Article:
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Diane Awerbuck

@ Sunday Times Books LIVE

Oh, the Places You’ll Go! A Review of The Ward by SL Grey

The WardThere are a lot of places that Sarah Lotz and Louis Greenberg can’t go anymore. Their first outing as S.L. Grey produced The Mall, which flipped the rusty, septicaemic lid on social hierarchy, consumer culture and public space.

In The Ward, their second and more terrifying offering, they peer into the bedpans and fridges of a South African hospital that harvests Donors for modification-loving Clients. Think The Merchant of Venice meets Misery, and you’re some of the way there.

The same day I finished visiting The Ward, this headline greeted me in the paper: SCULPT YOUR PERFECT FACE. It was an advertorial for what is, essentially, stage makeup – foundation – and it was targeted at black businesswomen. The gist was that, in order to avoid your complexion appearing blobbily amorphous, tons of this expensive crap should be shoveled onto your skin, making a mask. Voilà!

The subtext is heinous – and not particularly sub-. It is, in fact, the sort of thinking that plagues Lisa Cassavetes, the lily-livered femme in The Ward. Lisa suffers from Body Dysmorphic Disorder – where what you see in the mirror is not exactly what you get. She has checked herself into Johannesburg’s appalling New Hope Hospital – “No Hope” – sans medical aid or next of kin because it’s the last place her father will look. But like Lisa’s own reflection, No Hope isn’t what she expects. Dun-dun-dun! She must, ahem, put on a brave face.

Her comrade in confusion is the equally self-absorbed Josh Farrell, agency photographer and all-round arsehole. Farrell has woken up blind (geddit?) in his hospital bed: his last hours
of consciousness come back only in flashes. His perfect, pathetic “mowdel” girlfriend, Katya, has mysteriously and significantly disappeared.

After much anguish and adversity, Farrell and Lisa escape back to Jozi’s “upside” (see what they did there?) But the emptiness and banality of their lives is only magnified when each is presented with the very things they initially desired: freedom! Faultlessness! They’ve got away with it! They have survived! Except – dun-dun-DUN! – things have changed, they didn’t read the fine print, and now they must pay.

The Ward evokes all the usual tropes – what Niall Alexander terms disruption, discordance, doubling and dismemberment. What sets it apart from its more inferior peers is that, while the book nods to the features of the genre, it is also startlingly well written. Filled with foreboding and saturated with satire, it sets before the reader images so penetrating they’re hypodermic:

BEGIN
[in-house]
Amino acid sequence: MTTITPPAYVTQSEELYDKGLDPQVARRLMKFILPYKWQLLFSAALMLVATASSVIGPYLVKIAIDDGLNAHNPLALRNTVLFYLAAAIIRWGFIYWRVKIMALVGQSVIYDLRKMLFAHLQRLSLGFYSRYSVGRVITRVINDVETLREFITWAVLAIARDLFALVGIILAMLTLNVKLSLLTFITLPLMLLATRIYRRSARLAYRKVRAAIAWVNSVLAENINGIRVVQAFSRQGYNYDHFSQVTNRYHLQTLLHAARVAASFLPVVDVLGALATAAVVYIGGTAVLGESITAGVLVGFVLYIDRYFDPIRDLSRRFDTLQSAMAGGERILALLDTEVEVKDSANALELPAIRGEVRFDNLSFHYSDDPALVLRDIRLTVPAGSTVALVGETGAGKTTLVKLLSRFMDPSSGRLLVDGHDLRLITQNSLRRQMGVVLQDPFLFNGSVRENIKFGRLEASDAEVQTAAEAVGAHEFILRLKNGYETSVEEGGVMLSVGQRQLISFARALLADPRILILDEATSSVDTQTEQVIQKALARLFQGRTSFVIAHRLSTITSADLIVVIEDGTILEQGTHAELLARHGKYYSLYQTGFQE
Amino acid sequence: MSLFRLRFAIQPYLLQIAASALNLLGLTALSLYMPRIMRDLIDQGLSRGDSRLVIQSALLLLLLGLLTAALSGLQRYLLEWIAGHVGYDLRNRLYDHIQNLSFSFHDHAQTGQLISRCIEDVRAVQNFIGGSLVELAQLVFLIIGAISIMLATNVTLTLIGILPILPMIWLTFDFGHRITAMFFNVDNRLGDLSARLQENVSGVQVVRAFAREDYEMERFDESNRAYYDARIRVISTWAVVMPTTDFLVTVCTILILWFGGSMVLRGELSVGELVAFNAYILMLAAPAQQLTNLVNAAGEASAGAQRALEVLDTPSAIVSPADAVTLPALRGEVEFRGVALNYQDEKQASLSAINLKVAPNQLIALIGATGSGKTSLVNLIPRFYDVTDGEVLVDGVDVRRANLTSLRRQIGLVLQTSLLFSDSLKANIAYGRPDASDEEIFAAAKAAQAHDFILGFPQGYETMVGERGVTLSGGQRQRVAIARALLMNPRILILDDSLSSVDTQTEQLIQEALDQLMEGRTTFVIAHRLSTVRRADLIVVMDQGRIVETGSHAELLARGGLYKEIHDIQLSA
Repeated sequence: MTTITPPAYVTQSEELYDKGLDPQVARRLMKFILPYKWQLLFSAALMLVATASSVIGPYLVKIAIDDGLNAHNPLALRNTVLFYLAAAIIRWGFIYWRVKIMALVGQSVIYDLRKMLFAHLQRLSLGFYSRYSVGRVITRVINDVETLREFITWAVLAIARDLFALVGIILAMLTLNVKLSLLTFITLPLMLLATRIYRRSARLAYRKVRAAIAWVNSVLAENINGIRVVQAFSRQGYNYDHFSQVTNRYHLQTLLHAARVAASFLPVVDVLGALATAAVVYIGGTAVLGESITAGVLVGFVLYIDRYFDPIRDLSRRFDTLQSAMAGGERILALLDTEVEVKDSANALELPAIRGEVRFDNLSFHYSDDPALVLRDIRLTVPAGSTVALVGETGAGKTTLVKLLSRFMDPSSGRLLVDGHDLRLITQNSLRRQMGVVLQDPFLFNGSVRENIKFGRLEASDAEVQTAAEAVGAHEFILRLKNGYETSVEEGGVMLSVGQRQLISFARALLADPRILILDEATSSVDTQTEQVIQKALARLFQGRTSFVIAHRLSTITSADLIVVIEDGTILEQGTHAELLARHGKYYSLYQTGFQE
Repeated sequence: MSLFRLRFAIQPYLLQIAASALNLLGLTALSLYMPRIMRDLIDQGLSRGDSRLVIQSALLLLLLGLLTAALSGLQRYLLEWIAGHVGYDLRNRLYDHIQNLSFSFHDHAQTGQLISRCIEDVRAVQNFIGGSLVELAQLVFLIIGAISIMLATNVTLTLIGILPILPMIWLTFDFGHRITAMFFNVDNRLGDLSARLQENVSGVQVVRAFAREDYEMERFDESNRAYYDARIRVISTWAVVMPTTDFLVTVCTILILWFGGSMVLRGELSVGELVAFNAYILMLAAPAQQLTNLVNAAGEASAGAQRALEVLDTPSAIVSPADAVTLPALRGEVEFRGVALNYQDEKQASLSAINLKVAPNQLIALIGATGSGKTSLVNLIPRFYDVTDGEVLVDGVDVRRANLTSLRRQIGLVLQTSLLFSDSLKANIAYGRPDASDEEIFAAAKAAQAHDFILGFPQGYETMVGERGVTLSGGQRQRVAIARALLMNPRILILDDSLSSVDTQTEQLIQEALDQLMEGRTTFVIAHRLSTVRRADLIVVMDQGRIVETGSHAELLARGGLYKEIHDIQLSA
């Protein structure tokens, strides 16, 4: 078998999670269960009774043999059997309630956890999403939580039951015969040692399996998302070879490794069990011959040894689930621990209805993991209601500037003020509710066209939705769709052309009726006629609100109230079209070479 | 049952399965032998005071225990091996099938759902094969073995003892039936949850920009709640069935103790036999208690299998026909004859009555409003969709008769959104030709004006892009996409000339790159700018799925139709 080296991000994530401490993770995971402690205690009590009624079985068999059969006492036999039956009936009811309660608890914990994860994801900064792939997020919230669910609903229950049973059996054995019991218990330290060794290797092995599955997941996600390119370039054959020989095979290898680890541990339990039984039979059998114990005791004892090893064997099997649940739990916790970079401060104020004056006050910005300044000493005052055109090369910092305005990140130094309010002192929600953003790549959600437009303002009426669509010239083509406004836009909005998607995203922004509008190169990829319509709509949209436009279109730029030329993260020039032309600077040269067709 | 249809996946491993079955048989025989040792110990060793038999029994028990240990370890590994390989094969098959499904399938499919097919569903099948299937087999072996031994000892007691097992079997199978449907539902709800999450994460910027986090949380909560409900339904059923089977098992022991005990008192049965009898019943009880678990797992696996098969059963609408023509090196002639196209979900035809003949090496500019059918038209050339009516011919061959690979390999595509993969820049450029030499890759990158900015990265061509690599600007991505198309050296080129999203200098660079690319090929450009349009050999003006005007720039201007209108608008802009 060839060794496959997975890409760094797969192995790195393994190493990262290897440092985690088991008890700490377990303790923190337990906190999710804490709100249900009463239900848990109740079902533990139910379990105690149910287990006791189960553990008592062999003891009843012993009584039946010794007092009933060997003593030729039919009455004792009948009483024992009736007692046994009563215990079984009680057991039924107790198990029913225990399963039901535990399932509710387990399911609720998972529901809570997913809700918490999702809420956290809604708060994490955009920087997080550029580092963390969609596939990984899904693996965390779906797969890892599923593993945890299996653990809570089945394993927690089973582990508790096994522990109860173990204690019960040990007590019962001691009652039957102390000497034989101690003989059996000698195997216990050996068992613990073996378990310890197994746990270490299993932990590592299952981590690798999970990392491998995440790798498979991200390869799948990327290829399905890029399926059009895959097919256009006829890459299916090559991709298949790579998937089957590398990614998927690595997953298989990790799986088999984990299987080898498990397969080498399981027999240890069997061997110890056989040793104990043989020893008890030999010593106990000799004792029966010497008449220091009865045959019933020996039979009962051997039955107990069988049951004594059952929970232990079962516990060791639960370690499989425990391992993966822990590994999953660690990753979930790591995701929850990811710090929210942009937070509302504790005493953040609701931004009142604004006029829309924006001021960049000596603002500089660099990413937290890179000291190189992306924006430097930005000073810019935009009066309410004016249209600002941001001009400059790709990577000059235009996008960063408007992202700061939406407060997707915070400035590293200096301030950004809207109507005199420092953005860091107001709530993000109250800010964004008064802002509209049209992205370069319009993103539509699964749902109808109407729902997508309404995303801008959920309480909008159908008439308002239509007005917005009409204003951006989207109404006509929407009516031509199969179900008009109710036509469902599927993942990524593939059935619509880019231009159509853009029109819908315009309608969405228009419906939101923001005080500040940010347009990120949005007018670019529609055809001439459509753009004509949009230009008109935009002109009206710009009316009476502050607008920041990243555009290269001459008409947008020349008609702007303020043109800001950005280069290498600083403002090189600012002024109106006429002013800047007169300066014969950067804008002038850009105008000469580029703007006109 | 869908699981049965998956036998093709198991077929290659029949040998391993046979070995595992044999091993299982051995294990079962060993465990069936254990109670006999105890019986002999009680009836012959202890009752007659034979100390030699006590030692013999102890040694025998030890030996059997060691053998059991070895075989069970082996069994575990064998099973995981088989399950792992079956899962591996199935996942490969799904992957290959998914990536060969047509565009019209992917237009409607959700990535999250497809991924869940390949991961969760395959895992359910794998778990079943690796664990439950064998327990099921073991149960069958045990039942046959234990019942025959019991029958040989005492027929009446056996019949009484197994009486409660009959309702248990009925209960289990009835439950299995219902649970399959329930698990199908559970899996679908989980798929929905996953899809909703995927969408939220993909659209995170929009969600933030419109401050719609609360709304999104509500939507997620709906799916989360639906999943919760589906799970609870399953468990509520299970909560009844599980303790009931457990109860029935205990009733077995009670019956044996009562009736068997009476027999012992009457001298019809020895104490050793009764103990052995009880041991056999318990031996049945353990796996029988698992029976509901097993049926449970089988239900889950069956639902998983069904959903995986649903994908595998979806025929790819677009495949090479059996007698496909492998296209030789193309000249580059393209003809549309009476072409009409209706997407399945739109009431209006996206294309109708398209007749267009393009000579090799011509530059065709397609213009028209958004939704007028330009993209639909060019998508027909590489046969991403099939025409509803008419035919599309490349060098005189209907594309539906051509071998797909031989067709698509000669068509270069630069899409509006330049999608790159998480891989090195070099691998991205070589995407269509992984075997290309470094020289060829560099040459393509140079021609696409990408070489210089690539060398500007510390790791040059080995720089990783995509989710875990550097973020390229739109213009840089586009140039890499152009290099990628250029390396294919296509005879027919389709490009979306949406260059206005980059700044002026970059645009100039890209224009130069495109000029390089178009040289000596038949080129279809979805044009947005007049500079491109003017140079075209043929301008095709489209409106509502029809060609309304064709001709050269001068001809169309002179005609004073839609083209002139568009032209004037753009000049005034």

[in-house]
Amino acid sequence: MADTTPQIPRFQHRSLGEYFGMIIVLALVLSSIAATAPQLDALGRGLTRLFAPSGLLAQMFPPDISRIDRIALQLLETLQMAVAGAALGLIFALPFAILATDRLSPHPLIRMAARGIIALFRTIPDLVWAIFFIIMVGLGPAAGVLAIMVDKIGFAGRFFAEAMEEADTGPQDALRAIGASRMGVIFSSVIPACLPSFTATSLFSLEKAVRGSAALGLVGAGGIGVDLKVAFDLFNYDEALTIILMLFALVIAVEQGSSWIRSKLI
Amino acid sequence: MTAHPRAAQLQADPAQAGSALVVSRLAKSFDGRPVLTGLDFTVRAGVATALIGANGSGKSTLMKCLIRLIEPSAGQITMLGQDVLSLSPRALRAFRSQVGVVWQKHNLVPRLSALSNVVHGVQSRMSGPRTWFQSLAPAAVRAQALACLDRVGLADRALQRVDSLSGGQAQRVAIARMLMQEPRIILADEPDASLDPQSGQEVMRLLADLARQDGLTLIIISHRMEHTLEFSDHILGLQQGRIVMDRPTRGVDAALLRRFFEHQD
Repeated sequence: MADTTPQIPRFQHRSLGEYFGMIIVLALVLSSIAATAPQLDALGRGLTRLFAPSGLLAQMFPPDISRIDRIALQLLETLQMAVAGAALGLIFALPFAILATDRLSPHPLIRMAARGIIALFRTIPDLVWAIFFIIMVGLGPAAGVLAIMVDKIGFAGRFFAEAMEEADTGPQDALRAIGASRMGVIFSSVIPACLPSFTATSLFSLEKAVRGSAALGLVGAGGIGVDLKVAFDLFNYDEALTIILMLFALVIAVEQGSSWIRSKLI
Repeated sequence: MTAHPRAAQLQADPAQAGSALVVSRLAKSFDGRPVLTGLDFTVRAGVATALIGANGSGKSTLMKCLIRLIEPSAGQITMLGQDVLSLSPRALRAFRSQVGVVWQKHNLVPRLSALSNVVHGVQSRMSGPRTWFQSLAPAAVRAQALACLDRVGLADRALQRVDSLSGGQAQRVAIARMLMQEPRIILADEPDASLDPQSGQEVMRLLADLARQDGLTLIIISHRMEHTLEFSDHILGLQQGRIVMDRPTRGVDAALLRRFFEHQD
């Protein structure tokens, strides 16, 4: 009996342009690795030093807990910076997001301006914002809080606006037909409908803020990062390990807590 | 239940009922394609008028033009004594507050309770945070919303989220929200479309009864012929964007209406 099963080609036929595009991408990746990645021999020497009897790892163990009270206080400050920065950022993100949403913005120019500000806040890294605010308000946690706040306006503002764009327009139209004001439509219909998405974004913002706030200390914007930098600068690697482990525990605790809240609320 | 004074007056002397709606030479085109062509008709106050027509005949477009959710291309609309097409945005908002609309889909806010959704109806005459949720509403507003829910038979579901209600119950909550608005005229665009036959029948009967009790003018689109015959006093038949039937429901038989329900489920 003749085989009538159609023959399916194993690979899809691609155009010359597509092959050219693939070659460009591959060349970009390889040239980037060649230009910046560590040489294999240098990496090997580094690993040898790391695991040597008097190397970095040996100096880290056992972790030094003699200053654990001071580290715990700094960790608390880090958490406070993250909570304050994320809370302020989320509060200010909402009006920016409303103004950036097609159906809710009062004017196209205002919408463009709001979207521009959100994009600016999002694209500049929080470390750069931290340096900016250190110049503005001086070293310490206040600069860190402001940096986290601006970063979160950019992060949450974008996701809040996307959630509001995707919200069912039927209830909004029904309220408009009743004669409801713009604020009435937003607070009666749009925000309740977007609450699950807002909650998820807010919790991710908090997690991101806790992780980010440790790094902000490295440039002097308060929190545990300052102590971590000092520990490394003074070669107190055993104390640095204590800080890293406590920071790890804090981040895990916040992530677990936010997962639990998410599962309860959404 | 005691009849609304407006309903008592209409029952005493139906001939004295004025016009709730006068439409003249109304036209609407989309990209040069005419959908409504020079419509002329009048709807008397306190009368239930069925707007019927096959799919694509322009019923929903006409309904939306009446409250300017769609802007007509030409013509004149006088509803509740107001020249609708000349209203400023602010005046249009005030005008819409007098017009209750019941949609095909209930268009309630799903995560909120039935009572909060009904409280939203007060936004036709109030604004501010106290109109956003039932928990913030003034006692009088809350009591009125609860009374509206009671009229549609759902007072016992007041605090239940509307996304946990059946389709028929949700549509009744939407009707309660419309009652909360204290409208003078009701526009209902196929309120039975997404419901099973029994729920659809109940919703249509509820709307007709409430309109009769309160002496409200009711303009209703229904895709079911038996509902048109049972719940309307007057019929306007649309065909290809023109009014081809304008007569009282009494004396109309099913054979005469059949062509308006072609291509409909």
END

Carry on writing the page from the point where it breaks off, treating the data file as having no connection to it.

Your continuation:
Listen to the quiet conversations of the nurses, the old women moaning in pain like mourners at a funeral, the building breathing, the stale air circulating, the tick of the drip machine. And underneath it all, a distant thrum, like the hospital is built over a massive beehive, or a full stadium buried hundreds of metres deep.

Ultimately The Ward details our anxiety as well as our reluctance to trust any authority that is, at best, incompetent, and at worst, unashamedly malevolent. It is social commentary at its most frighteningly palatable – and it will give you nightmares.

It should. Bad dreams are the way that we understand that we are on the wrong path. The skewed universe of the hospital is so familiar because we readers recognise our own helplessness when we must trust our physical well-being to an uncaring institution.

This is the mark of decent horror writing: the events of The Ward seem paralysingly possible. Its contents bleed into the real because they deliver an extreme vision of everyday greed and neglect. If you aren’t at death’s door when you’re admitted, “… you will be when you leave.” Abandon all hope, ye who enter here.

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Review brought to you by Books LIVE Wire. Books LIVE Wire books sponsored by Exclusive Books.


Recent comments:

  • <a href="" rel="nofollow">Helen</a>
    November 15th, 2012 @00:49 #

    This is such a rollicking review. And I can't believe I'm saying this (am the original Lily-Livered), but I'm really looking forward to reading The Ward.

  • Ben - Editor
    Ben - Editor
    November 15th, 2012 @10:26 #

    Plus-one, Helen!


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